Sad Westie? Your Dog Could Have the January Blues

Dogs can also feel depressed just like humans

Dog lovers have been warned to ensure the current cold temperatures and lack of daylight hours aren’t giving their cherished pets the January blues. 

Just like us humans, dogs can struggle with their mental health at this time of year with thousands falling victim to something similar to Seasonally Affected Disorder (SAD), according to pet health experts from VitaPaws.

The experts claim that a lack of exercise and disruption in routine at this time of the year can leave dogs feeling anxious and depressed. 

Now they are urging all dog owners to make sure their pets get extra care across winter to ensure their mental as well as physical needs are being met. 

They say that many owners find themselves taking their dogs out for less walks during January and February as they are deterred by the dark mornings and evenings as well as the freezing cold temperatures. 

Those who do persist with their walking routines may opt for paved streets rather than letting their dogs off the lead to walk in muddy fields or parks. 

Dogs love routine so if they are used to running free in the park during the summer, spring, and autumn, they may feel depressed to be limited to street walks in winter. 

Canine welfare expert Samantha Greener at VitaPaws, said owners should be especially mindful of their dog’s mood during winter. 

She said: “January and February can be challenging for all of us and dogs are no different. It’s vital that owners are watchful for the tell-tale signs of doggie depression during winter.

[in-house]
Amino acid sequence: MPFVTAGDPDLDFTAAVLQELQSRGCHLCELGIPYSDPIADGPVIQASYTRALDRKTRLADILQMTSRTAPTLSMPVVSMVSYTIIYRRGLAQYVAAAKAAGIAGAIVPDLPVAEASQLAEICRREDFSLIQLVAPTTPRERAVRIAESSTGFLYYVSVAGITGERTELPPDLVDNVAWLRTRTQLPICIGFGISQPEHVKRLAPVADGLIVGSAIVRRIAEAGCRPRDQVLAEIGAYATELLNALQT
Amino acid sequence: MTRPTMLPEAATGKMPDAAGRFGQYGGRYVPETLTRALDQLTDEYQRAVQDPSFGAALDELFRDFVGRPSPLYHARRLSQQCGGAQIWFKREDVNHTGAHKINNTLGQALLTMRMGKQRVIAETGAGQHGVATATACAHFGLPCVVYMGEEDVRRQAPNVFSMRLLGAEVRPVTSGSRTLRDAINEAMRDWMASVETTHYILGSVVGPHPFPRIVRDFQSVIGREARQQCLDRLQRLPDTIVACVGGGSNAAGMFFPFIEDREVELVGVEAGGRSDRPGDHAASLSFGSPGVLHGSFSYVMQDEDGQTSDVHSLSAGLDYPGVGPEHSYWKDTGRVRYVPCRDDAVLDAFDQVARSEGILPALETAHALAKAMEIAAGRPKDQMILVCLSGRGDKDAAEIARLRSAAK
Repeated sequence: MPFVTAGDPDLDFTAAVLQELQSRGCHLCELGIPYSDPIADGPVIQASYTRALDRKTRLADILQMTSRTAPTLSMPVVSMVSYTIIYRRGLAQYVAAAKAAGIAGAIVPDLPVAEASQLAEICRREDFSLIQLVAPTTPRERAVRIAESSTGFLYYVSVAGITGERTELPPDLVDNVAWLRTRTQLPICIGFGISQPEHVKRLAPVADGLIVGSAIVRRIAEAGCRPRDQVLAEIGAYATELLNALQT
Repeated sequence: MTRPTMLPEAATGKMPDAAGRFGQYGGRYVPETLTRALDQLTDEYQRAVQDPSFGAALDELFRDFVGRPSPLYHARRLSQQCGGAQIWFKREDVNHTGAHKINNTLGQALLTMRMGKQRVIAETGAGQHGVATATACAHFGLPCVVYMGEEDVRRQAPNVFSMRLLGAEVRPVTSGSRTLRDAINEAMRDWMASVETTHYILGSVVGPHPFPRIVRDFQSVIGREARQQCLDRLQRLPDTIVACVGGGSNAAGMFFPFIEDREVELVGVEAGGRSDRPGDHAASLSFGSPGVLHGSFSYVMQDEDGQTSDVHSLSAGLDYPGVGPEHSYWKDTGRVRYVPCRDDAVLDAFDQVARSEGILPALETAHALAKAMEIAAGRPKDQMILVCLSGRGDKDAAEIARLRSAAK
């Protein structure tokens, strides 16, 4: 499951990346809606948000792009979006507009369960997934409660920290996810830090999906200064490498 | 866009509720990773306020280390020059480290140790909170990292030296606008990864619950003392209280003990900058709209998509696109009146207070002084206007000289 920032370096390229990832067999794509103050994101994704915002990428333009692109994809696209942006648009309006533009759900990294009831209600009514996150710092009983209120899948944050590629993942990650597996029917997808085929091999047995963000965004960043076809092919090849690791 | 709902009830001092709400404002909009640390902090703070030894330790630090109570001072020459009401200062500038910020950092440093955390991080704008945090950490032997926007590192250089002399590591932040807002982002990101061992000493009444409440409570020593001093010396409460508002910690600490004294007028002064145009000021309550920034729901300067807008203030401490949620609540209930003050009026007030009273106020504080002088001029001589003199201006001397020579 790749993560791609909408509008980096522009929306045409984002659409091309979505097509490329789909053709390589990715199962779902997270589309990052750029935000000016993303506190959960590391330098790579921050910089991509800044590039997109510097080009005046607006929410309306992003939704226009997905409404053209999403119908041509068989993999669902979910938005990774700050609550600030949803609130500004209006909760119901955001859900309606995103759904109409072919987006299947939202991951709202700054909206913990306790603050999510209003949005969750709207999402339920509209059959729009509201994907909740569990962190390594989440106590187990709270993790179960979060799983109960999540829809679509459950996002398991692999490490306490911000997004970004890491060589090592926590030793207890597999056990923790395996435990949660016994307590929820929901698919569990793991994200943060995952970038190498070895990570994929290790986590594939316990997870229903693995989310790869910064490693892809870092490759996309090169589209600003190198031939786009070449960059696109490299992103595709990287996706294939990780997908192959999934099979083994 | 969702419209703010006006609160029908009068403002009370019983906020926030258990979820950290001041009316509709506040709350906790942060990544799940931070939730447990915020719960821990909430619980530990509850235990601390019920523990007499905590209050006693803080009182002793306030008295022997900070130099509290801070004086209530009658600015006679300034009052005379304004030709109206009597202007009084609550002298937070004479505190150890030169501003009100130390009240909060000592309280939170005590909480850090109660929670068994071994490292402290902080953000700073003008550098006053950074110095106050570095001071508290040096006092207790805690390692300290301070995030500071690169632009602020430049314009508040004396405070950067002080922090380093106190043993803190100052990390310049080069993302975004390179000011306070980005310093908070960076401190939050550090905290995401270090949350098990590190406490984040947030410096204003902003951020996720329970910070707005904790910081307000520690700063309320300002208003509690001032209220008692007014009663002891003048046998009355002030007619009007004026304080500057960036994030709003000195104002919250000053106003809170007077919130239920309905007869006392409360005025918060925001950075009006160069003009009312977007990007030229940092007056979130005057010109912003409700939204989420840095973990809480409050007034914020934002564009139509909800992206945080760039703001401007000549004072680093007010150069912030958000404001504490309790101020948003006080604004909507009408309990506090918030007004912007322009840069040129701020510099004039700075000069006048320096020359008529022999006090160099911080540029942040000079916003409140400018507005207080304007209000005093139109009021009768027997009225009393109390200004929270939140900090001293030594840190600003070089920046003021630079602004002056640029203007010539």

“If a dog goes off its food, if it’s sleeping more than usual or seems withdrawn, restless, and uninterested in games or exercise then you could have a seriously depressed dog on your hands. 

“Sadly, many owners aren’t fully aware of the amount of exercise their dog requires to be healthy as it can vary massively depending on the breed. 

“Naturally many owners will find themselves exercising their pets much less during the winter than at other times of the year. 

“But for an animal who has established an exercise routine, finding that time reduced can lead to anxiety and low mood.”

She said anyone who suspects their dog could be depressed should review their exercise regime and consider returning to the same pattern they practised at warmer times of the year. 

They can also consider reviewing their dog’s diet and consider a supplement to ensure they are getting all the nutrients they require. 

But she added that they should seek a vet’s opinion if their dog’s low mood persists to ensure it’s not related to an underlying health concern.

She said: “Most dogs will perk up with a bit more exercise and the opportunity to spend some quality time with their owners but if your dog’s mood doesn’t lift you should definitely seek a professional opinion.” 

For more information about canine health and nutrition please visit: 

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